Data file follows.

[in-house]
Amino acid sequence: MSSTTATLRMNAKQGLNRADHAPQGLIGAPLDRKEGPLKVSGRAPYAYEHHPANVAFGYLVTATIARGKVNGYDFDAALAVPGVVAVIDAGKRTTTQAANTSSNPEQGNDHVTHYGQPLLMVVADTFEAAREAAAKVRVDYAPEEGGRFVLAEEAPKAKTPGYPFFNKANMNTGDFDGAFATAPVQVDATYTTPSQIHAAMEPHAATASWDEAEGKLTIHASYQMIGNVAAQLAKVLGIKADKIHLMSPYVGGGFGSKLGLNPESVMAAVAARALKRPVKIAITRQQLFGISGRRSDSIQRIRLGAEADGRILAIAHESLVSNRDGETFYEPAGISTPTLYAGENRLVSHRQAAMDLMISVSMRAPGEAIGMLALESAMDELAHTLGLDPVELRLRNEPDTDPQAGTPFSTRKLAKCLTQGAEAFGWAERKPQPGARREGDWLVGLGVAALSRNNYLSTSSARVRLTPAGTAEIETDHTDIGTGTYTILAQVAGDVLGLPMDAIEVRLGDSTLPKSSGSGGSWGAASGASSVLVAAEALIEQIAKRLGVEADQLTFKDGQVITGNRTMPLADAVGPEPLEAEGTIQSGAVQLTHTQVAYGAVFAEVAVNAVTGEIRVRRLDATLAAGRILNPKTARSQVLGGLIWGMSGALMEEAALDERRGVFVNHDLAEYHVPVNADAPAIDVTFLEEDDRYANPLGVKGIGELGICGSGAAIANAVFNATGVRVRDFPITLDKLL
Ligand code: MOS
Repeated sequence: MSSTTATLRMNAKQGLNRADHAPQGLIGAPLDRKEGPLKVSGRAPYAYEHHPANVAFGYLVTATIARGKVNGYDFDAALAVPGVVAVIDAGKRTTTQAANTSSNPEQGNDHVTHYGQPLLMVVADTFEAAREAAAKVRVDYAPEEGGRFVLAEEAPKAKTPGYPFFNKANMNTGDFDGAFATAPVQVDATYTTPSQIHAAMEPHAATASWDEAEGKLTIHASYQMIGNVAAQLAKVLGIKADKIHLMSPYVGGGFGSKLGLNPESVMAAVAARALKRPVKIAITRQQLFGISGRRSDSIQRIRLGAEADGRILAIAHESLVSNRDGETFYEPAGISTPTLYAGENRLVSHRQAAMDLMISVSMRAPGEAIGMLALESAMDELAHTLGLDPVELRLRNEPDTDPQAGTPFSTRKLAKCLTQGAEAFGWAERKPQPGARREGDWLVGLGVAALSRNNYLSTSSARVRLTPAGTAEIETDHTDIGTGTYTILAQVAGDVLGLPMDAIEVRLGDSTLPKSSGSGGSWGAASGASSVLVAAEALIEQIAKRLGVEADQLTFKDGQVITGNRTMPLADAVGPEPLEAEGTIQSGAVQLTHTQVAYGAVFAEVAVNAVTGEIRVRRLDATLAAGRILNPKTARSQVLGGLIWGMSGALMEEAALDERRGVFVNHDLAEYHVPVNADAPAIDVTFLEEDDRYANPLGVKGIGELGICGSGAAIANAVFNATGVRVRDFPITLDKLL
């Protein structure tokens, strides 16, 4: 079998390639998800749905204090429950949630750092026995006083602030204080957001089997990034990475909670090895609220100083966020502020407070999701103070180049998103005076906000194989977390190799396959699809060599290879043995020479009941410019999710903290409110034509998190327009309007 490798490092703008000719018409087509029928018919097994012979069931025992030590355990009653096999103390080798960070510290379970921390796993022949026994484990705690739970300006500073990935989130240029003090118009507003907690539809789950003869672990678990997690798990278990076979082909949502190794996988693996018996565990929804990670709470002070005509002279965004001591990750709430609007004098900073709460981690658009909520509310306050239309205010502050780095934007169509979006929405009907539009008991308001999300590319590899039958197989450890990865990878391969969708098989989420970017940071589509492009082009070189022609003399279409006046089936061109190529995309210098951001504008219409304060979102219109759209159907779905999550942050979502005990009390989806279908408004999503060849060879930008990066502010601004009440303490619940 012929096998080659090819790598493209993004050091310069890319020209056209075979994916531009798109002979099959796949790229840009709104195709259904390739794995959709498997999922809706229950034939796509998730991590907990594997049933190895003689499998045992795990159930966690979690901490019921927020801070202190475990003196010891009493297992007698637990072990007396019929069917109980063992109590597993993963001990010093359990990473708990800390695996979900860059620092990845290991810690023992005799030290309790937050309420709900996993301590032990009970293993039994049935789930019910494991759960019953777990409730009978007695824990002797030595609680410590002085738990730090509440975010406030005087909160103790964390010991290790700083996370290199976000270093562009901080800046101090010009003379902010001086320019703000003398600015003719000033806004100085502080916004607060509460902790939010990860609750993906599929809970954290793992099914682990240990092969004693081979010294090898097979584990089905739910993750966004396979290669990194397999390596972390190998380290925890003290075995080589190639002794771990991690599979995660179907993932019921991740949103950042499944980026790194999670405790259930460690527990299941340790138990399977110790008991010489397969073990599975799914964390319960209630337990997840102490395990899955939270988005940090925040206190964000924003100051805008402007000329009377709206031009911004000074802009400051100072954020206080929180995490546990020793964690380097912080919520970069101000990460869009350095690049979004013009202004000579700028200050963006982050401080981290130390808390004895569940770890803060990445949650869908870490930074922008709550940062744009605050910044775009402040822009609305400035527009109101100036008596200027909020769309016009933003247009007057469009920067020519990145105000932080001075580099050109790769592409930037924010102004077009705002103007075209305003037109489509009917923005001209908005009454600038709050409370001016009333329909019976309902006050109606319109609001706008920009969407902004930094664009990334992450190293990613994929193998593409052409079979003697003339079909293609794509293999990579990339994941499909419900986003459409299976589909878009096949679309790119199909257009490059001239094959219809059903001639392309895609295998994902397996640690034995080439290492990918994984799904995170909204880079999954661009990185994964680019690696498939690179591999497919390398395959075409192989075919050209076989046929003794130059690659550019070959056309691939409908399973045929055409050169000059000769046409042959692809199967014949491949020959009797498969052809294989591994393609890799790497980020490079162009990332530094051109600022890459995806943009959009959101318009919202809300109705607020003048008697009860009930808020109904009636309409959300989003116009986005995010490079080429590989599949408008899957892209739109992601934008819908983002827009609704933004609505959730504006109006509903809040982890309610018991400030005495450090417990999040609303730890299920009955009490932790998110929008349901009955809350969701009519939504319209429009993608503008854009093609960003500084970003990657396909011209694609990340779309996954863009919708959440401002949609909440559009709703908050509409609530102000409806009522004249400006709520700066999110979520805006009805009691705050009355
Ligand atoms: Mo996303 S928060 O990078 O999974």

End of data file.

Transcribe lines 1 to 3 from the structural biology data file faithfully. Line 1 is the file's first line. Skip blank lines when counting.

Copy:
[in-house]
Amino acid sequence: MSSTTATLRMNAKQGLNRADHAPQGLIGAPLDRKEGPLKVSGRAPYAYEHHPANVAFGYLVTATIARGKVNGYDFDAALAVPGVVAVIDAGKRTTTQAANTSSNPEQGNDHVTHYGQPLLMVVADTFEAAREAAAKVRVDYAPEEGGRFVLAEEAPKAKTPGYPFFNKANMNTGDFDGAFATAPVQVDATYTTPSQIHAAMEPHAATASWDEAEGKLTIHASYQMIGNVAAQLAKVLGIKADKIHLMSPYVGGGFGSKLGLNPESVMAAVAARALKRPVKIAITRQQLFGISGRRSDSIQRIRLGAEADGRILAIAHESLVSNRDGETFYEPAGISTPTLYAGENRLVSHRQAAMDLMISVSMRAPGEAIGMLALESAMDELAHTLGLDPVELRLRNEPDTDPQAGTPFSTRKLAKCLTQGAEAFGWAERKPQPGARREGDWLVGLGVAALSRNNYLSTSSARVRLTPAGTAEIETDHTDIGTGTYTILAQVAGDVLGLPMDAIEVRLGDSTLPKSSGSGGSWGAASGASSVLVAAEALIEQIAKRLGVEADQLTFKDGQVITGNRTMPLADAVGPEPLEAEGTIQSGAVQLTHTQVAYGAVFAEVAVNAVTGEIRVRRLDATLAAGRILNPKTARSQVLGGLIWGMSGALMEEAALDERRGVFVNHDLAEYHVPVNADAPAIDVTFLEEDDRYANPLGVKGIGELGICGSGAAIANAVFNATGVRVRDFPITLDKLL
Ligand code: MOS